A Novel Way of Optimizing Headlight Distributions Based on Real-Life Traffic and Eye-Tracking Data Part 2: Analysis of Real-World Traffic Environments Data in GermanyJonas Kobbert, Anil Erkan, John D. Bullough, Tran Quoc Khanh
- Fluid Flow and Transfer Processes
- Computer Science Applications
- Process Chemistry and Technology
- General Engineering
- General Materials Science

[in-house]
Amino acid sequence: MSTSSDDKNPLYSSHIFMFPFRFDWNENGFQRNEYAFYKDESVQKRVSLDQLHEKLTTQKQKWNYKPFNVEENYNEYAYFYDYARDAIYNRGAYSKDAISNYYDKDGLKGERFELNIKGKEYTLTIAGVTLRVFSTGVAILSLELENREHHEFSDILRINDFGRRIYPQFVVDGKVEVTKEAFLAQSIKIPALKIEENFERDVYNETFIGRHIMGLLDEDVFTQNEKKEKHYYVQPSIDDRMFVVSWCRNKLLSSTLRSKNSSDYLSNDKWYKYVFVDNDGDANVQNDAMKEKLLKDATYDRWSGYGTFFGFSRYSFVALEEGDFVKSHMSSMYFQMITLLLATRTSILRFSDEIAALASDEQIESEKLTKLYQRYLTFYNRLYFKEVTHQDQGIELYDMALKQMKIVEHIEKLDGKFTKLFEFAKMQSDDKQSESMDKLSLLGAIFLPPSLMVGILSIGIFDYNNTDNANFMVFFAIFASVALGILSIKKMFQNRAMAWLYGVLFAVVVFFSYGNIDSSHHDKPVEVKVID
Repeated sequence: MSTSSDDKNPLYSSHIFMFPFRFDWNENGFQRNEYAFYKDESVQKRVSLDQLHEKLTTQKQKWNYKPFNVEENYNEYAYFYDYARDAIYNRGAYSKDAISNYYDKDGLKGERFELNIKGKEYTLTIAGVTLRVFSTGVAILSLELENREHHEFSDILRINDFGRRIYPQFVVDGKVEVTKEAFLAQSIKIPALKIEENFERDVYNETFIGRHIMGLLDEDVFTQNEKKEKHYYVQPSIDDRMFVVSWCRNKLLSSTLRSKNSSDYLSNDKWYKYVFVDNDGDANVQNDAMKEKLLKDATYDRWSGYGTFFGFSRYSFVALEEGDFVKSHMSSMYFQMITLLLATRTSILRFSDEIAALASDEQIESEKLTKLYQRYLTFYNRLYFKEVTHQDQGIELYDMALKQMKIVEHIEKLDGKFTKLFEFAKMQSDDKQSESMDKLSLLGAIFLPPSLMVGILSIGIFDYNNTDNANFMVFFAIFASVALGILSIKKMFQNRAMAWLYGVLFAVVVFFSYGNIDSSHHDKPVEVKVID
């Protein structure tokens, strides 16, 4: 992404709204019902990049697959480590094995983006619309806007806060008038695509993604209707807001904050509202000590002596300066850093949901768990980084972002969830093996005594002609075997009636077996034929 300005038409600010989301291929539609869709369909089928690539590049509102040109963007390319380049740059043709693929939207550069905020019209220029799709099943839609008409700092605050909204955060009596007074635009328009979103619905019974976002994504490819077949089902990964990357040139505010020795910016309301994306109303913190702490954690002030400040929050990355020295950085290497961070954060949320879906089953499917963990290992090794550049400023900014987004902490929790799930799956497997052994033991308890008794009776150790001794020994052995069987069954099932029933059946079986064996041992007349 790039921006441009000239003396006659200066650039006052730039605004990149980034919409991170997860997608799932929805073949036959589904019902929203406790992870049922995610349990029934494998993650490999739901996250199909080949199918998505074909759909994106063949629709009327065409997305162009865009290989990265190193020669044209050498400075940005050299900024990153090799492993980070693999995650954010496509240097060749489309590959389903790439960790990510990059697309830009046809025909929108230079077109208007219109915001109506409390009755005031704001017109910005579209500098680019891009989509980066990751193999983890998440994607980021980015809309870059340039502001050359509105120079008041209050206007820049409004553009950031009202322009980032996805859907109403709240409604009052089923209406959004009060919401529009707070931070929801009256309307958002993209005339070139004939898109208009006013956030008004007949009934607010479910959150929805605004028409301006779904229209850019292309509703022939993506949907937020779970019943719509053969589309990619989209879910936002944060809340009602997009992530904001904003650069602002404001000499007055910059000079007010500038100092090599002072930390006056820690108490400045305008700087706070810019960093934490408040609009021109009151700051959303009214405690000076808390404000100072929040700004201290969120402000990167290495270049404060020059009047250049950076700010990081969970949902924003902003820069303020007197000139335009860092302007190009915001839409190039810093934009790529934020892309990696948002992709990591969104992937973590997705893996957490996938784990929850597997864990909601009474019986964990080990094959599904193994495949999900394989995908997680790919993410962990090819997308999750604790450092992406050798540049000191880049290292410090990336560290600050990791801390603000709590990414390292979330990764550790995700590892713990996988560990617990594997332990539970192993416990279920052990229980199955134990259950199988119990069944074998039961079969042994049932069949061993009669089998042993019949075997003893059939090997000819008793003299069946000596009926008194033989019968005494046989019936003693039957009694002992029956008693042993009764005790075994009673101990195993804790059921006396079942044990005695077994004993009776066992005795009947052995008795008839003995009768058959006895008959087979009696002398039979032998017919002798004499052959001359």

In order to find optimized headlight distributions based on real traffic data, a three-step approach has been chosen. Since the complete investigations are too extensive to fit into one single publication, this paper is the second of three papers. Over the course of these papers, a novel way to optimize automotive light distributions based on real-life traffic and eye-tracking data is presented. Over all three papers, 119 test subjects participated in the studies, with over 15,000 km of driving, including recordings of gaze behavior, light data, detection distances and other objects in traffic. In the first paper, an ideal headlight distribution for straight roads with no other road users was identified. The second paper aims to collect the data required to modify this idealized headlight distribution for use on real roads. The first step is to find the extent to which real roads differ from an ideal, straight road. To do this, the German traffic space was analyzed. A new test vehicle recorded video and GPS data over a selected route. The video data were then evaluated by a machine learning algorithm. Object recognition software was used to find different traffic participants and road signs. Camera calibrations were used to find the exact angles of these objects. Using publicly available road data combined with the recorded GPS data, the video data were split into different road categories, and traffic object distributions were calculated for urban roads, country roads and motorways. The resulting analyses provided representative distributions of vehicles and highway signs along different types of roadways and roadway geometries. The GPS data were also used to find the curvature distributions along the selected route. These data were then used to optimize segment sizes for an adaptive driving beam. Overall, increasing the number of segments above 100 did not have appreciable benefits. These data will also be used in the third paper, where along the same route, the gaze distribution of drivers was recorded and analyzed.